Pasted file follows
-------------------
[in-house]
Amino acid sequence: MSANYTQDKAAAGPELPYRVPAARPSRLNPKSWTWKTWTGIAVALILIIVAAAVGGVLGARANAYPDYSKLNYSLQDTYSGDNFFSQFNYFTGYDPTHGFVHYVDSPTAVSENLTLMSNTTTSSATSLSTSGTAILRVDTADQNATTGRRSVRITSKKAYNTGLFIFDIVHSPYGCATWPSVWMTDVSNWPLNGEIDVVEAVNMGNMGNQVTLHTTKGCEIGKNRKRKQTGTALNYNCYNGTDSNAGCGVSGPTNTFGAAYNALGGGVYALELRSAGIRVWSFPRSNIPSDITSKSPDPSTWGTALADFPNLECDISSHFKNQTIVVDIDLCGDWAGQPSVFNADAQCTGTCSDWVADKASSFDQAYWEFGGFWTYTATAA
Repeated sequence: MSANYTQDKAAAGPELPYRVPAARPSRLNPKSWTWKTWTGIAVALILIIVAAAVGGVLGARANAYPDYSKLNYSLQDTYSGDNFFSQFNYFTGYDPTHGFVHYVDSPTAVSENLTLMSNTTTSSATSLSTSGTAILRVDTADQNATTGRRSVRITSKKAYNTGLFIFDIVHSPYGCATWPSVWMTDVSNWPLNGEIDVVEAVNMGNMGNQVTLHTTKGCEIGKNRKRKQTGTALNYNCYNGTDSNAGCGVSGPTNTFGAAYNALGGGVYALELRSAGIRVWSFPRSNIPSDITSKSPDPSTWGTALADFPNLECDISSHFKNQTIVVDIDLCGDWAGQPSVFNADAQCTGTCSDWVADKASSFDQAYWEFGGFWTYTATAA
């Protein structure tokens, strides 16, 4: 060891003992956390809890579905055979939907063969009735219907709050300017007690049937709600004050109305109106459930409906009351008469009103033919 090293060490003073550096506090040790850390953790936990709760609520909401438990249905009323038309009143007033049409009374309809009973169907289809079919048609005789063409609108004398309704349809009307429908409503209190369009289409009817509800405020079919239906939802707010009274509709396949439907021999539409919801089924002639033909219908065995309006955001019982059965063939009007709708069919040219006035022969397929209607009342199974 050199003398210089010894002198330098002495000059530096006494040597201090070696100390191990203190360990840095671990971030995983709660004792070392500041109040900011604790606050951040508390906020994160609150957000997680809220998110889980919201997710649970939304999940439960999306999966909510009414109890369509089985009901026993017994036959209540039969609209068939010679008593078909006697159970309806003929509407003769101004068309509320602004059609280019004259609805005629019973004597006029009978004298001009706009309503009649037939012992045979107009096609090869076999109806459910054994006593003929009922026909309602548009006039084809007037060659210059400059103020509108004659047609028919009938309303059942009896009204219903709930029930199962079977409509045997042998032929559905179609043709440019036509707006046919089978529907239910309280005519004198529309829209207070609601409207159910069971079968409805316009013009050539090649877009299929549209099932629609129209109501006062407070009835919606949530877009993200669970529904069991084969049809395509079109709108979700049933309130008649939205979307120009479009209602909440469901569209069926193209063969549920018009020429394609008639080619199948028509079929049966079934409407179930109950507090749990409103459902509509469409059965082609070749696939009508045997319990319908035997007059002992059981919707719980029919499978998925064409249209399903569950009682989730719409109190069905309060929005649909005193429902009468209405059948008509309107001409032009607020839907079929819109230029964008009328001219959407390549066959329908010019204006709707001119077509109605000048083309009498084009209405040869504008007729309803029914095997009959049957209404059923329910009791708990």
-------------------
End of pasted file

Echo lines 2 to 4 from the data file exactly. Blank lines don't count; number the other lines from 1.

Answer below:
Amino acid sequence: MSANYTQDKAAAGPELPYRVPAARPSRLNPKSWTWKTWTGIAVALILIIVAAAVGGVLGARANAYPDYSKLNYSLQDTYSGDNFFSQFNYFTGYDPTHGFVHYVDSPTAVSENLTLMSNTTTSSATSLSTSGTAILRVDTADQNATTGRRSVRITSKKAYNTGLFIFDIVHSPYGCATWPSVWMTDVSNWPLNGEIDVVEAVNMGNMGNQVTLHTTKGCEIGKNRKRKQTGTALNYNCYNGTDSNAGCGVSGPTNTFGAAYNALGGGVYALELRSAGIRVWSFPRSNIPSDITSKSPDPSTWGTALADFPNLECDISSHFKNQTIVVDIDLCGDWAGQPSVFNADAQCTGTCSDWVADKASSFDQAYWEFGGFWTYTATAA
Repeated sequence: MSANYTQDKAAAGPELPYRVPAARPSRLNPKSWTWKTWTGIAVALILIIVAAAVGGVLGARANAYPDYSKLNYSLQDTYSGDNFFSQFNYFTGYDPTHGFVHYVDSPTAVSENLTLMSNTTTSSATSLSTSGTAILRVDTADQNATTGRRSVRITSKKAYNTGLFIFDIVHSPYGCATWPSVWMTDVSNWPLNGEIDVVEAVNMGNMGNQVTLHTTKGCEIGKNRKRKQTGTALNYNCYNGTDSNAGCGVSGPTNTFGAAYNALGGGVYALELRSAGIRVWSFPRSNIPSDITSKSPDPSTWGTALADFPNLECDISSHFKNQTIVVDIDLCGDWAGQPSVFNADAQCTGTCSDWVADKASSFDQAYWEFGGFWTYTATAA
């Protein structure tokens, strides 16, 4: 060891003992956390809890579905055979939907063969009735219907709050300017007690049937709600004050109305109106459930409906009351008469009103033919 090293060490003073550096506090040790850390953790936990709760609520909401438990249905009323038309009143007033049409009374309809009973169907289809079919048609005789063409609108004398309704349809009307429908409503209190369009289409009817509800405020079919239906939802707010009274509709396949439907021999539409919801089924002639033909219908065995309006955001019982059965063939009007709708069919040219006035022969397929209607009342199974 050199003398210089010894002198330098002495000059530096006494040597201090070696100390191990203190360990840095671990971030995983709660004792070392500041109040900011604790606050951040508390906020994160609150957000997680809220998110889980919201997710649970939304999940439960999306999966909510009414109890369509089985009901026993017994036959209540039969609209068939010679008593078909006697159970309806003929509407003769101004068309509320602004059609280019004259609805005629019973004597006029009978004298001009706009309503009649037939012992045979107009096609090869076999109806459910054994006593003929009922026909309602548009006039084809007037060659210059400059103020509108004659047609028919009938309303059942009896009204219903709930029930199962079977409509045997042998032929559905179609043709440019036509707006046919089978529907239910309280005519004198529309829209207070609601409207159910069971079968409805316009013009050539090649877009299929549209099932629609129209109501006062407070009835919606949530877009993200669970529904069991084969049809395509079109709108979700049933309130008649939205979307120009479009209602909440469901569209069926193209063969549920018009020429394609008639080619199948028509079929049966079934409407179930109950507090749990409103459902509509469409059965082609070749696939009508045997319990319908035997007059002992059981919707719980029919499978998925064409249209399903569950009682989730719409109190069905309060929005649909005193429902009468209405059948008509309107001409032009607020839907079929819109230029964008009328001219959407390549066959329908010019204006709707001119077509109605000048083309009498084009209405040869504008007729309803029914095997009959049957209404059923329910009791708990």